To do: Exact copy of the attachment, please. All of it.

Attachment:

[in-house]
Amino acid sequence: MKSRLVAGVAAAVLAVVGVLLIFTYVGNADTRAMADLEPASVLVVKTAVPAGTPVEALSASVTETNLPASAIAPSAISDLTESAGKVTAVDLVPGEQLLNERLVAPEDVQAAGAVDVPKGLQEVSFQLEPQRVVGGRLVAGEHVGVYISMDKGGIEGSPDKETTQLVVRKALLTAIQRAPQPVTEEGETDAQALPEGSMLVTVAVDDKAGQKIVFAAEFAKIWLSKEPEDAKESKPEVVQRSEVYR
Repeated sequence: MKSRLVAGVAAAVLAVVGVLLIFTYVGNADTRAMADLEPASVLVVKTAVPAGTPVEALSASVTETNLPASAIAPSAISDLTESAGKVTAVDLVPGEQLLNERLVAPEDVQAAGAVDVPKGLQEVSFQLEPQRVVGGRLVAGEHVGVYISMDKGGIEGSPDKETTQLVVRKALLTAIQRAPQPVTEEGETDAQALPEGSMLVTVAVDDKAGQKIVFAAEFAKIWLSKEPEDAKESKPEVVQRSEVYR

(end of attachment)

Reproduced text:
[in-house]
Amino acid sequence: MKSRLVAGVAAAVLAVVGVLLIFTYVGNADTRAMADLEPASVLVVKTAVPAGTPVEALSASVTETNLPASAIAPSAISDLTESAGKVTAVDLVPGEQLLNERLVAPEDVQAAGAVDVPKGLQEVSFQLEPQRVVGGRLVAGEHVGVYISMDKGGIEGSPDKETTQLVVRKALLTAIQRAPQPVTEEGETDAQALPEGSMLVTVAVDDKAGQKIVFAAEFAKIWLSKEPEDAKESKPEVVQRSEVYR
Repeated sequence: MKSRLVAGVAAAVLAVVGVLLIFTYVGNADTRAMADLEPASVLVVKTAVPAGTPVEALSASVTETNLPASAIAPSAISDLTESAGKVTAVDLVPGEQLLNERLVAPEDVQAAGAVDVPKGLQEVSFQLEPQRVVGGRLVAGEHVGVYISMDKGGIEGSPDKETTQLVVRKALLTAIQRAPQPVTEEGETDAQALPEGSMLVTVAVDDKAGQKIVFAAEFAKIWLSKEPEDAKESKPEVVQRSEVYR